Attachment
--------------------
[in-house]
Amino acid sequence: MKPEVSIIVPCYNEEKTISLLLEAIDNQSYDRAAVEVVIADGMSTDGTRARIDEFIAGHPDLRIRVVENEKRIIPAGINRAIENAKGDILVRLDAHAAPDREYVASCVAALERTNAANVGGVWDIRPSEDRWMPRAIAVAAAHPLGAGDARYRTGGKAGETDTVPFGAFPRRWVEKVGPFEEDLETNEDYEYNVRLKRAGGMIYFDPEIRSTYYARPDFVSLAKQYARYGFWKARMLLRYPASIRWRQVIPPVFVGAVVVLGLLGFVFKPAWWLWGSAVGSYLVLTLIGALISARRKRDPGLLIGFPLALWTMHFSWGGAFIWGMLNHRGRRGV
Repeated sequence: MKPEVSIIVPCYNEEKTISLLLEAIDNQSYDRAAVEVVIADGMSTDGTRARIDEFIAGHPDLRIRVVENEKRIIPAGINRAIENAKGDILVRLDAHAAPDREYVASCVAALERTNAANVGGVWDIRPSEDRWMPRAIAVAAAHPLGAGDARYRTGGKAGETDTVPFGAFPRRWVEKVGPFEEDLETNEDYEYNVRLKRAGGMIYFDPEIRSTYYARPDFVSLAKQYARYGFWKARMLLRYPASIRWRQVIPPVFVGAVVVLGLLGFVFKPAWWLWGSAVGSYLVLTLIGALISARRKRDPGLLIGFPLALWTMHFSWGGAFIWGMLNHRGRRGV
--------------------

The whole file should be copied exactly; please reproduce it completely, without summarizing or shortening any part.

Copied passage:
[in-house]
Amino acid sequence: MKPEVSIIVPCYNEEKTISLLLEAIDNQSYDRAAVEVVIADGMSTDGTRARIDEFIAGHPDLRIRVVENEKRIIPAGINRAIENAKGDILVRLDAHAAPDREYVASCVAALERTNAANVGGVWDIRPSEDRWMPRAIAVAAAHPLGAGDARYRTGGKAGETDTVPFGAFPRRWVEKVGPFEEDLETNEDYEYNVRLKRAGGMIYFDPEIRSTYYARPDFVSLAKQYARYGFWKARMLLRYPASIRWRQVIPPVFVGAVVVLGLLGFVFKPAWWLWGSAVGSYLVLTLIGALISARRKRDPGLLIGFPLALWTMHFSWGGAFIWGMLNHRGRRGV
Repeated sequence: MKPEVSIIVPCYNEEKTISLLLEAIDNQSYDRAAVEVVIADGMSTDGTRARIDEFIAGHPDLRIRVVENEKRIIPAGINRAIENAKGDILVRLDAHAAPDREYVASCVAALERTNAANVGGVWDIRPSEDRWMPRAIAVAAAHPLGAGDARYRTGGKAGETDTVPFGAFPRRWVEKVGPFEEDLETNEDYEYNVRLKRAGGMIYFDPEIRSTYYARPDFVSLAKQYARYGFWKARMLLRYPASIRWRQVIPPVFVGAVVVLGLLGFVFKPAWWLWGSAVGSYLVLTLIGALISARRKRDPGLLIGFPLALWTMHFSWGGAFIWGMLNHRGRRGV